UCF receives NCAA inquiry letter

Updated: August 18, 2011, 1:42 AM ET
By Mike Fish | ESPN.com

The University of Central Florida received an official notice of inquiry from the NCAA regarding potential recruiting violations in the school's football and men's basketball program on Wednesday, the university confirmed.

NCAA investigators have already begun interviewing people connected to potential violations. Sources also said they expect the investigation will lead to the NCAA bringing formal charges against the Conference USA member.

"Compliance is the top priority for UCF athletics; playing by the rules is the only way to play," school president John C. Hitt said in a statement. "We will cooperate fully with the NCAA. If we have done something wrong, we will deal with it in a manner that is consistent with our responsibilities as a member of the NCAA and our own high standards of conduct."

The school also said along with the NCAA investigation, it will conduct a third-party investigation of the school's NCAA compliance.

Allegations are believed to center on Ken Caldwell, a 42-year-old Chicago native and former AAU basketball coach who has been tied to Central Florida's recruitment of several basketball players and at least one football player.

Caldwell's son, Erik, attended Central Florida through last spring, and among the alleged violations is recruits stayed at his apartment during visits to the Orlando school.

Caldwell could not be reached for comment, though in the past he's adamantly denied he has broken any NCAA rules. His son declined comment.

Neither of the Caldwells has agreed to be interviewed by NCAA investigators.

However, sources told ESPN.com that Brandon Bender, who is reported to have assisted Caldwell in recruiting players to UCF, was interviewed last week by NCAA investigators as well as legal counsel retained by the university. Bender played basketball as a freshman at Louisville in 2002 and, like Caldwell, is suspected of working on the fringes with players, college programs and agents.

"I haven't done anything wrong," Bender told ESPN.com in April.

NCAA spokesperson Stacey Osburn declined Wednesday to comment specifically on UCF, though she noted that it's not uncommon for enforcement staff to conduct interviews in advance of a university receiving notice of an official investigation.

At least three NCAA enforcement reps so far have been actively involved in the case.

Central Florida's director of athletic compliance, Courtney Vinson, also declined comment Wednesday, saying, "At this point, compliance is not making any official statements."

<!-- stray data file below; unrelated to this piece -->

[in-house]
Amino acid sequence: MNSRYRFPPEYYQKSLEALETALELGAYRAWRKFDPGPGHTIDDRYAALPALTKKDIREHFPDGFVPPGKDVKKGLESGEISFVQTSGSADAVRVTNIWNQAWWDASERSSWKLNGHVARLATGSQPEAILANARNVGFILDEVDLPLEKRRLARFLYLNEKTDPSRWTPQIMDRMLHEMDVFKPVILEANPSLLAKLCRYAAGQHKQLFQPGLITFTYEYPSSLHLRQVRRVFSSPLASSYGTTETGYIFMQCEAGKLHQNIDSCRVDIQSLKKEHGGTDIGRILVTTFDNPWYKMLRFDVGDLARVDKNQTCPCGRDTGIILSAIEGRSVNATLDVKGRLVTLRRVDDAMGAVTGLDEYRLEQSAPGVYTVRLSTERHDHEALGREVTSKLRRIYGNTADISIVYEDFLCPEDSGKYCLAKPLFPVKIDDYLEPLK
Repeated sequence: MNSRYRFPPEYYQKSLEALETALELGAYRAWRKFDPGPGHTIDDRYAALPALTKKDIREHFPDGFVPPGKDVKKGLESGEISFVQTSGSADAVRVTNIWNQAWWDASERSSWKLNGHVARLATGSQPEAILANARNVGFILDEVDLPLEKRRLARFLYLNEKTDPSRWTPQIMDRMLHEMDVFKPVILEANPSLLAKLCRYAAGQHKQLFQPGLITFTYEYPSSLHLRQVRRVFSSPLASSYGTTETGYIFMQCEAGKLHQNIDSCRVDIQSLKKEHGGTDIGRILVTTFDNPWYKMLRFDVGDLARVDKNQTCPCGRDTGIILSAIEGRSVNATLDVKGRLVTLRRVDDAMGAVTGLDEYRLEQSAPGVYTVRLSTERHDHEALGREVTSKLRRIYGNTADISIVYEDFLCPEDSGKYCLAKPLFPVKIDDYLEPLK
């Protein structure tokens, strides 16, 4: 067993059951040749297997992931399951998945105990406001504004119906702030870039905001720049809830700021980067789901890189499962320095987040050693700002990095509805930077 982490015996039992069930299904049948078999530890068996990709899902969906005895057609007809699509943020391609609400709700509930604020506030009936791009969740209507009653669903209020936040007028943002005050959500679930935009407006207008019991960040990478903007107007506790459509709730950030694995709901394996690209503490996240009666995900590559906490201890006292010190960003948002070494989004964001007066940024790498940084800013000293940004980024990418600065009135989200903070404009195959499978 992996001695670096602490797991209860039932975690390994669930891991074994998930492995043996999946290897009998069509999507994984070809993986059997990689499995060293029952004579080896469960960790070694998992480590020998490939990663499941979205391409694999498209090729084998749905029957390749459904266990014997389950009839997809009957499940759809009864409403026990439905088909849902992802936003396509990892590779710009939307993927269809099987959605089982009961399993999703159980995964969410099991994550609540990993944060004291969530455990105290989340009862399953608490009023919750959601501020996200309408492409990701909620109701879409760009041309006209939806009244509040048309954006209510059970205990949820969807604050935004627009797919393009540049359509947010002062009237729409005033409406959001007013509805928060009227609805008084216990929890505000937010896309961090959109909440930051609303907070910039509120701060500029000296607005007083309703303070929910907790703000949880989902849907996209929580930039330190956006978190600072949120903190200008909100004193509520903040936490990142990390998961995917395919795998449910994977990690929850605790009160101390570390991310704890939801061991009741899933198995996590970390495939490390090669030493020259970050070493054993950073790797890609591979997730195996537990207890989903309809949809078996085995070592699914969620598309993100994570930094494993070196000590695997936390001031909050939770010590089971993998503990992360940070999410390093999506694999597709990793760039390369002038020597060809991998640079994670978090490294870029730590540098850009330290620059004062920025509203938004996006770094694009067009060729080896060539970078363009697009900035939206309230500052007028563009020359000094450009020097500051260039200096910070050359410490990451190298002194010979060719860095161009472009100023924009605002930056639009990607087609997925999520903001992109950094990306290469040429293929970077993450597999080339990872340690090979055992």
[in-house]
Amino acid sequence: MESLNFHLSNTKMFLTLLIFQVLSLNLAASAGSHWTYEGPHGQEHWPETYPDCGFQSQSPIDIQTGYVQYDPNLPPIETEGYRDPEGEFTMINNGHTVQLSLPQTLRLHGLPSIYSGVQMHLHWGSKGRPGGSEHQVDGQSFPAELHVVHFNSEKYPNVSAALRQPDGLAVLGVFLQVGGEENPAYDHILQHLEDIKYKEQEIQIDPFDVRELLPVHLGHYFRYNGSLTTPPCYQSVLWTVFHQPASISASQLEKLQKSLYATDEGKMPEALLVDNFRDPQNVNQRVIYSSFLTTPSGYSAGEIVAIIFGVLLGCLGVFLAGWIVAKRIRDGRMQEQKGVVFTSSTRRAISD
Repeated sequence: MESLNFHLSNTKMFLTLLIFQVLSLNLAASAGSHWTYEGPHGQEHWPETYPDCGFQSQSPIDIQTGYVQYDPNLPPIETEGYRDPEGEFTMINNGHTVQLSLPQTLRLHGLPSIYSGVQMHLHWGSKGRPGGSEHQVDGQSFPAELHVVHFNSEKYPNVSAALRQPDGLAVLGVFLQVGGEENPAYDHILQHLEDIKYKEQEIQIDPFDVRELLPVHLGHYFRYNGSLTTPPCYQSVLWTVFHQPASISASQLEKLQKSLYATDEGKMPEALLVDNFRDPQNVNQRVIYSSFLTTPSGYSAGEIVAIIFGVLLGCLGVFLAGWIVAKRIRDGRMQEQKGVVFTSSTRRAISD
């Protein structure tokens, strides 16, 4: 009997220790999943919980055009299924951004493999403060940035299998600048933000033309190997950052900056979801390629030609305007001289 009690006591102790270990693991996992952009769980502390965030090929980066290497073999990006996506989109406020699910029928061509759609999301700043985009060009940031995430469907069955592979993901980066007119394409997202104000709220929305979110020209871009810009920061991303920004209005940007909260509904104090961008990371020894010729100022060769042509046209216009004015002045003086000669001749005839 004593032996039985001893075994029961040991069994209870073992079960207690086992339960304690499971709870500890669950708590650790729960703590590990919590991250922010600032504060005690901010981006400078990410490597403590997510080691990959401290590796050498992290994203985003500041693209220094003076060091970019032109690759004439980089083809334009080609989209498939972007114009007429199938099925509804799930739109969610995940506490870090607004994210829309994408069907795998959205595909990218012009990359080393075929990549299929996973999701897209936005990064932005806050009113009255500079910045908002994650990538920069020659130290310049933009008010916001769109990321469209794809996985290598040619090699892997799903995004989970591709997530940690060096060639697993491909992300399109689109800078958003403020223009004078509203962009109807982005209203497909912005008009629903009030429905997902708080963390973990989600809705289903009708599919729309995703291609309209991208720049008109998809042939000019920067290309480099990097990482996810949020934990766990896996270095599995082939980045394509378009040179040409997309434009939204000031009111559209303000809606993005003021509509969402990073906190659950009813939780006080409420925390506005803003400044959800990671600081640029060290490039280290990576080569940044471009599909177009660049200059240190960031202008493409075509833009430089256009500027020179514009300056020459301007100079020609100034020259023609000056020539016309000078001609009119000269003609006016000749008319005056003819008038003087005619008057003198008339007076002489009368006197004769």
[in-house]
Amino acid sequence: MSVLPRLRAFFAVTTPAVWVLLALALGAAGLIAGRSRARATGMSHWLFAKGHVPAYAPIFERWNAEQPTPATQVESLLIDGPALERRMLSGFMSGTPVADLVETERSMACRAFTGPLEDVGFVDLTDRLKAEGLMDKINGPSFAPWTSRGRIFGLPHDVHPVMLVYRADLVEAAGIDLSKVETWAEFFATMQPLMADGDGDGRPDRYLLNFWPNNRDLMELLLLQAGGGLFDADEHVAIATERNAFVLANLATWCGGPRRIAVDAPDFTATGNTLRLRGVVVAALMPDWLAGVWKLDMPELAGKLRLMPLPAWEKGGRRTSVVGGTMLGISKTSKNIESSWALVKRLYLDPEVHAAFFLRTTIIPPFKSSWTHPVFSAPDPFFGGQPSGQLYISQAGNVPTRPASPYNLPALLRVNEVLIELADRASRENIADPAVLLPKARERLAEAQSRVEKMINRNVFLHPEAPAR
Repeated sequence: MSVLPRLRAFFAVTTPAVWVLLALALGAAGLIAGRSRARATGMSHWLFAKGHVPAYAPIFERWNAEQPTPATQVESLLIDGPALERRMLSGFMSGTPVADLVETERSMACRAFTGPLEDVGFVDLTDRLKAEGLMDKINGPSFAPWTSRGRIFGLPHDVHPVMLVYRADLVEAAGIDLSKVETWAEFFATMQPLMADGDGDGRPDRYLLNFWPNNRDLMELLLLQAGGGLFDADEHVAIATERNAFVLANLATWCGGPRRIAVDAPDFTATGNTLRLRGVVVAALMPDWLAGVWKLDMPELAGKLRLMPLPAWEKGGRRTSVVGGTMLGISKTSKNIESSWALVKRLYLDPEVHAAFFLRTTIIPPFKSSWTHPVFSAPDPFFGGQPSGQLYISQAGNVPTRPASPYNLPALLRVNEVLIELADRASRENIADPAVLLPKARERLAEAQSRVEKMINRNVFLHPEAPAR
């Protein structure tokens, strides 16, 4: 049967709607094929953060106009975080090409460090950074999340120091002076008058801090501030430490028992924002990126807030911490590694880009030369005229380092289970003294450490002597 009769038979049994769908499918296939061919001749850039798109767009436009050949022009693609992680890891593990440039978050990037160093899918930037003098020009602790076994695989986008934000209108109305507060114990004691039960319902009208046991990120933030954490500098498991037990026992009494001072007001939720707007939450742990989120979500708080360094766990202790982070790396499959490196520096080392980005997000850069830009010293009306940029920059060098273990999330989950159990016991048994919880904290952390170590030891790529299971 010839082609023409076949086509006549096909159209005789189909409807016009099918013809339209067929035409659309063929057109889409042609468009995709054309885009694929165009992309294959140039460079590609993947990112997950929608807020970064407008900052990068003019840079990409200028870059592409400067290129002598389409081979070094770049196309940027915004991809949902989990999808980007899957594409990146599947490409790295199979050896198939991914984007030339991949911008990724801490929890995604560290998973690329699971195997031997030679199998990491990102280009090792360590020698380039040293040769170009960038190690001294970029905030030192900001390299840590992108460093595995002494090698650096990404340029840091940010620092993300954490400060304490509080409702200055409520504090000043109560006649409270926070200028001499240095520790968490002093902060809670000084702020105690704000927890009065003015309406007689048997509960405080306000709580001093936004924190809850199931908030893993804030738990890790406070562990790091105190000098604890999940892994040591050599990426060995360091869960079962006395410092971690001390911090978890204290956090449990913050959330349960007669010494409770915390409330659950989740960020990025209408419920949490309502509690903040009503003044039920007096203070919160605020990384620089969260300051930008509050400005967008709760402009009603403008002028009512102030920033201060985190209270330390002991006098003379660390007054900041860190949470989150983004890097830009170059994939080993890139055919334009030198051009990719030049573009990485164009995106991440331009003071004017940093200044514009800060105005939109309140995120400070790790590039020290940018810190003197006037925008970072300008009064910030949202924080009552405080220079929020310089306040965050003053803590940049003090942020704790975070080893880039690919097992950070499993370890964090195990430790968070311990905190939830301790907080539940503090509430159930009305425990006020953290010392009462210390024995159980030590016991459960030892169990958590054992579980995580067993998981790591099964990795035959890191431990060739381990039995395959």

Since potential violations were first reported last spring, UCF has retained the Overland Park, Kan., law firm of Bond Schoeneck & King to assist in its dealings with the NCAA. The firm previously was hired by the university in 2008 to review its football training policies following the death of a player and the hospitalization of another.

This situation, though, deals with potential recruiting violations and Caldwell's alleged role in UCF's courting and eventual signing of several greater Chicago-area basketball players. He also reportedly arranged a joint phone conversation between UCF basketball coach Donnie Jones and Conyers, Ga., 6-foot-4 guard Kevin Ware, who pledged to Central Florida in mid-April, only to de-commit 10 days later after allegations surfaced that Caldwell played a role in recruiting him.

Caldwell and Bender also are suspected of having ties to UCF football signee Damarcus Smith, a highly touted four-star quarterback from Louisville who previously had committed to the hometown Cardinals.

Smith asked for his release from UCF in March so he could attend Louisville, but football coach George O'Leary denied the request.

Smith is not on campus and has academic issues that might prevent him from being eligible this fall.

If Central Florida coaches knew Caldwell and Bender were promoting the athletic program, then under NCAA guidelines they become representatives of the school, which bears responsibility for their actions.

"Nobody's done anything wrong," Caldwell told ESPN.com when the allegations first surfaced in the spring. "UCF is just that I like ... I'm a big UCF guy. I tell people about UCF everywhere I go, just like I tell people about other schools."

Mike Fish is an investigative reporter for ESPN.com. ESPN.com senior writer Pat Forde contributed to this story.

ALSO SEE